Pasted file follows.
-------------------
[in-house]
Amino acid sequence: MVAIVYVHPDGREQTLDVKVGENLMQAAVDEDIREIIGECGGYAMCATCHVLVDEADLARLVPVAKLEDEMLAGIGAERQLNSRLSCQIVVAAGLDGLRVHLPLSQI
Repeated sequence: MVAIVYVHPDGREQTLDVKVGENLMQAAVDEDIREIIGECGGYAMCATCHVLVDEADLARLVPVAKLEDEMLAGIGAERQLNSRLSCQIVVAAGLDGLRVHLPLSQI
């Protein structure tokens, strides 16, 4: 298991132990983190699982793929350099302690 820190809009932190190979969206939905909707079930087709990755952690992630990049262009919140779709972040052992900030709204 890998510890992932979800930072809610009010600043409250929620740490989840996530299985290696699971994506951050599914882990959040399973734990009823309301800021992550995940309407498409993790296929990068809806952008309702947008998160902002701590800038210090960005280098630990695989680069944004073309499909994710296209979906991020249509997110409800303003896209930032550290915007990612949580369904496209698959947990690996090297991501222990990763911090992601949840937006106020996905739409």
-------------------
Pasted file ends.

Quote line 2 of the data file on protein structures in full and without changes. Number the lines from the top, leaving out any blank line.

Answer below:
Amino acid sequence: MVAIVYVHPDGREQTLDVKVGENLMQAAVDEDIREIIGECGGYAMCATCHVLVDEADLARLVPVAKLEDEMLAGIGAERQLNSRLSCQIVVAAGLDGLRVHLPLSQI